Big East Tempo-Free Metrics: Second-to-Last Edition

Which Big East teams will earn an NCAA tournament bid this season? Certainly Creighton and Villanova are in the field — even an opening round loss in the Big East tournament wouldn’t keep those two squads from dancing. The rest of the conference’s postseason hopes, however, are murky. John and I have discussed the conference’s fate, but I simply believe only one other Big East team will make the NCAAs. The middle of the conference — St. John’s, Xavier, Providence, Marquette, and Georgetown — didn’t do enough during the non-conference slate to earn the kindness of the selection committee, and the five squads are continually feasting on each other, failing to separate themselves in the slightest. The team with the most potential to break out of the muck is Xavier. A win over Cincinnati outweighs a bad loss to USC, and should the Musketeers defeat either Nova or Creighton — both looming games — XU should land an at-large bid (a Big East tournament win wouldn’t hurt either). Unless one of the four (not including Xavier) goes on a tear at Madison Square Garden, though, it could be a tough Selection Sunday.

February 27
Creighton 13-2 1.21 1.03
Villanova 13-2 1.16 1.02
Xavier 9-6 1.11 1.08
St. John’s 8-8 1.03 1.00
Providence 8-7 1.09 1.07
Marquette 8-6 1.05 1.06
Georgetown 7-8 1.04 1.06
Seton Hall 5-10 1.05 1.08
Butler 2-14 0.98 1.12
DePaul 3-13 1.00 1.16

A few notes and observations from the past week:

A drought in Queens. It has been a rough week for St. John’s coach Steve Lavin. Before this past weekend, the Johnnies looked like an at-large team, one that needed a slight push, but a squad that would certainly make a postseason appearance. Now, though, that bid might be for the NIT, not the NCAA tournament: SJU dropped games to both Villanova and Xavier, threatening their status on the bubble — St. John’s now has to win out their remaining slate (DePaul and Marquette) and then likely make the Big East tournament semifinals to breathe easy on March 16. What is interesting about the Johnnies’ slide is that the team is still just as solid defensively as they were while on their six-game winning streak: their two opponents scored just .95 points per possession and committed a turnover on nearly a quarter of their possessions. SJU’s offense, though, is sputtering, and the team scored just .82 PPP combined in their last two losses, both anemic showings that underscored how vital it is for the team to attack the basket. For whatever reason, and Lavin has always been at a loss to explain this tendency, St. John’s loves to take mid-range jump shots. Open, guarded, off-balanced, in perfect rhythm — it doesn’t matter. From Phil Greene IV to JaKarr Sampson and Jamal Branch, the Johnnies would rather pull up from 16 feet than get to the bucket. During the weeks when they made their Big East run, the team somehow sublimated this urge and converted 53% of their twos, but their collective conscience apparently got the better of them, and SJU has reverted to its prior offense at the worst time. Per, only 20% of SJU’s attempts came at the rim, while a whopping 61% were within the arc (of that percentage, the team connected on 28% of their shots); this strategy was consistent in the Xavier loss — a quarter of their shots at the time while nearly 50% from mid-range. For St. John’s to be successful and make their first NCAA tournament appearance since Lavin’s inaugural year at the helm, the team needs to stick to their basics: early shot clock attempts that are near or at the bucket. This squad just can’t compete, and doesn’t have the offensive rebounding ability, if they are shooting long twos.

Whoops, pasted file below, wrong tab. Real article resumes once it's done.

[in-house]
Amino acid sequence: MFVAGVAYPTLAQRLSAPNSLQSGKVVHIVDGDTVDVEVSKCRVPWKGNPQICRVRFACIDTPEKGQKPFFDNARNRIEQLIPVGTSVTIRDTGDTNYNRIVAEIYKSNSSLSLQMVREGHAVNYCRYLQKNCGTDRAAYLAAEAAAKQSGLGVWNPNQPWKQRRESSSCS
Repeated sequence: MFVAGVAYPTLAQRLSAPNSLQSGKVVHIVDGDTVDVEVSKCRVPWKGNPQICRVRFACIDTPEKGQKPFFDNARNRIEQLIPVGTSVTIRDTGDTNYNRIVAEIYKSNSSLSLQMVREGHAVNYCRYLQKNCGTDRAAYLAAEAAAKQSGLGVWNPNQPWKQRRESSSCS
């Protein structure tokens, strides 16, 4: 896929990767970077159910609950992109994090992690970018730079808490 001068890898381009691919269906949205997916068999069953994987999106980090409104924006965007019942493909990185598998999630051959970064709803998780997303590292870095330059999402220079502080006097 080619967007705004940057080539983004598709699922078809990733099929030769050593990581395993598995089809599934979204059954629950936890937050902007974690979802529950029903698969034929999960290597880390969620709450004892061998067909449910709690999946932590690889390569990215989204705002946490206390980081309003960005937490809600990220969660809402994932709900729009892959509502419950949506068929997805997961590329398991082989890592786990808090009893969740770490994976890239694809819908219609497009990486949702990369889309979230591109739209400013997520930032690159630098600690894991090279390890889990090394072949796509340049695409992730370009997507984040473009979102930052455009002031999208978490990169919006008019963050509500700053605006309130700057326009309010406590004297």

Xavier’s most improved players. Earlier this week, ESPN’s Paul Biancardi released a list (subscription required) of the nation’s five most improved players. When compiling a list that culls just five from Division I’s 351 teams, some names will be left off, which is unfortunate for a team like Xavier, which features two such players. One is Justin Martin; the junior wing is using the same amount of minutes as in 2013, but has become more proficient from long-range. Roughly 45% of Martin’s attempts are from three, and he is now connecting on 39% of those shots (up from 29% a year ago). We have already established that a Chris Mack-coached Xavier team doesn’t take many threes, but Martin is one of the few Musketeers with a green light — only he and Myles Davis will surpass 100 threes — and his perimeter touch allows more space for Matt Stainbrook and Semaj Christon, the team’s other most improved player, to operate. Christon was expected to make the sophomore leap, and while his game was a bit stagnant during non-conference play, the guard has been electric running XU’s Big East offense. Christon took a high number of mid-range shots last season; he wasn’t a poor shooter from within the arc (39%) but his game should be predicated on getting to the rim and drawing fouls, a point that must have been continually stressed by Mack and his staff since nearly 60% of his attempts are now around the bucket (up from 42% in 2013) and he is drawing about a foul more per 40 minutes (Christon will easily surpass 200 free throw attempts this year).

Alex Barlow deserves some credit. Butler is staggering through their first losing season since 2004-05, but Barlow, the Bulldogs, junior guard, deserves a bit of recognition. Hardly a focal point in the offense, Barlow is the consummate point guard. His assist rate leads the team, and as the squad’s best defender, he continuously draws the game’s most difficult match-up. In a recent loss to Creighton, Barlow guarded Doug McDermott at times, and though he yielded nine inches to the forward, Barlow’s physicality made it difficult for McDermott to catch the ball with ease in the post.

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